Children and dinosaurs happily co-exist at this Kiwanis-funded adventure park.
Story by Cindy Dashnaw • Photos by Allison Lee Isley
A new kind of dinosaur has been discovered in North Carolina: the Kiwanisaurus.
OK, it’s not a real dinosaur. But Kiwanians have certainly made dinosaurs rule again — by funding a high-touch, low-tech outdoor exhibit called the Kiwanisaurus Treehouse Adventure at the Greensboro Science Center.
Last fall, the Kiwanis Club of Greensboro and the Greensboro Nat Greene Kiwanis Club were looking for a way to celebrate their centennials, says Dixon Johnston, president-elect of the former club.
“We wanted something that would benefit kids, generate positive media coverage for Kiwanis and be long-lasting. The Greensboro Science Center met all our criteria. They’re the biggest and most successful organization in our area by far.”
Johnston’s club had already sponsored the augmented-reality (AR) “Kiwanis Keeper on Call” program inside the center. Using cell phones, visitors can see and hear dinosaur “keepers” talk about the prehistoric animals in their care.
A new outdoor exhibit would complement the AR exhibit, along with an existing outdoor space called Skywild Treetop Adventure, an aerial obstacle course for ages 8 and up.
“The center wanted something the littlest kids can do,” Johnston says. “We didn’t envision a treehouse at the time. We thought it was going to be a park.”
Instead, the adventure is an enticing mixture of four treehouses and four crow’s nests, all linked by steps to climb up, slides to slip down, rope nets to scale, hoops to crawl through and swinging wooden bridges to cross (all safely, of course).
But … are there dinosaurs?
“Of course there are dinosaurs!” says Martha Regester, the science center’s vice president of education. “We have four nearly life-sized, full-color dinosaurs: a Brachiosaurus, a Spinosaurus, a Triceratops and, of course, a Tyrannosaurus rex.”
The dinosaur replicas loom beneath the walkways, giving kids an eyeball-to-eyeball encounter with the prehistoric past.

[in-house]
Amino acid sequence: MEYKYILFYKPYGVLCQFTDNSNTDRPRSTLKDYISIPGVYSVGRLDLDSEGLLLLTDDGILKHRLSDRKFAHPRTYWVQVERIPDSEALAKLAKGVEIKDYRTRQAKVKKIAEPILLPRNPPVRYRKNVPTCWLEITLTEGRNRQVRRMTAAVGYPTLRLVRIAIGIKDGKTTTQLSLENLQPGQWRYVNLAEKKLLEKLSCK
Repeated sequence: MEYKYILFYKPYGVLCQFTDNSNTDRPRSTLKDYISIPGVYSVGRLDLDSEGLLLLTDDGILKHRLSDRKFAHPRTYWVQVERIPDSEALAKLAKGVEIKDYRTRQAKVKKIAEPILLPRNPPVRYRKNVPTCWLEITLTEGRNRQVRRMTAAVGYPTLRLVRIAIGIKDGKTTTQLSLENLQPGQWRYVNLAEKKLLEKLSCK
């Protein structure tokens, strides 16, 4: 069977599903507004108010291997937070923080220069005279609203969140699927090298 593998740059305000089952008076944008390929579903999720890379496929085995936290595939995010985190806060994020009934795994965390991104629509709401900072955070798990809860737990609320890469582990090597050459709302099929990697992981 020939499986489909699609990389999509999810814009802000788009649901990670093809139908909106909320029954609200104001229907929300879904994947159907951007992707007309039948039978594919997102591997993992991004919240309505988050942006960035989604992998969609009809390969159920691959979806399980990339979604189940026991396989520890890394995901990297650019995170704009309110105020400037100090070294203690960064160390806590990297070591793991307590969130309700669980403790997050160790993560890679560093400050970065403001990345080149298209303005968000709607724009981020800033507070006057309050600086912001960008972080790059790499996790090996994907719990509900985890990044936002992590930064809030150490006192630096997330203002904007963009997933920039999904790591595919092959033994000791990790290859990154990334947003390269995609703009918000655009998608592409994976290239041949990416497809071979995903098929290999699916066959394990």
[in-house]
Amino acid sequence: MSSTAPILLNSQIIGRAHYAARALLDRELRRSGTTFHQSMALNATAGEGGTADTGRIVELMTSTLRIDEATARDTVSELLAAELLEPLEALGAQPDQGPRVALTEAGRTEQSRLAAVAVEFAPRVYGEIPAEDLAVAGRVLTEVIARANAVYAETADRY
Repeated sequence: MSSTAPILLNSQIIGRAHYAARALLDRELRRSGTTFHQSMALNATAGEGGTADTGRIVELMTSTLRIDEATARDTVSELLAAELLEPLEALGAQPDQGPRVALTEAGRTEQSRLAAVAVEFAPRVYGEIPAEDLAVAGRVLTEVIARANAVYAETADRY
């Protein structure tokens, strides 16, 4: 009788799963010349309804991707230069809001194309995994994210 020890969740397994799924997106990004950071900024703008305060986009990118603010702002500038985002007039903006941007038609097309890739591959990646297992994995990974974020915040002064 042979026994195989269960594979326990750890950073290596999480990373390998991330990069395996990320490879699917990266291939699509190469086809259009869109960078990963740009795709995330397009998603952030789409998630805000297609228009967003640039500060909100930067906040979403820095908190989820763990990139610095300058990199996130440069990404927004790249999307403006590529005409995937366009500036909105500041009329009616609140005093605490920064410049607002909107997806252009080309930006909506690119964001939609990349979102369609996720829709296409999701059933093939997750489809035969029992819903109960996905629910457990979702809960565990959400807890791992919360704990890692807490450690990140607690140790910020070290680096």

And though “Kiwanisaurus” sounds like a real dinosaur species, it’s just a name that Johnston created to reflect Kiwanians’ long-term commitment.
To raise the needed funds, the two clubs conducted a capital campaign that included a Kiwanisaurus lapel pin manufactured just for this effort.
“We reached out to our members and asked them to donate US$2,000 to get a Kiwanisaurus pin that shows they took an extra step,” Johnston says. “About a third of our donors did so, and very few gave less than $1,000.”
Regester wasn’t surprised that Kiwanians came through.
“They’ve always had a big interest in children’s education here at the science center,” she says. “We’re privately run, so we rely on our community to visit us and to support our vision. We couldn’t do what we do without Kiwanians sharing some of that vision.”
To keep such vision alive in the future, both Kiwanis clubs are targeting younger people as potential members.
“All service clubs are victims of the changes in our society,” Johnston says. “It used to be that companies encouraged employees to join a service club and even subsidized their membership. They don’t do that much anymore, and today everybody is trying to get five things done at once and can’t find the time to join.
“We’ve done outreach at the college level, to students who might be interested when they graduate. We also focus on people later in their career, and then on retirees too.”
Kiwanians of all ages will have plenty of chances to help in the future. Already, the science center has added an aquarium, a virtual gymnasium and a world-class zoo with conservation and research.
“The science center is projecting 600,000 visitors this year, and it won’t be long before they’re seeing a million visitors every year,” Johnston says. “We should have a long partnership.”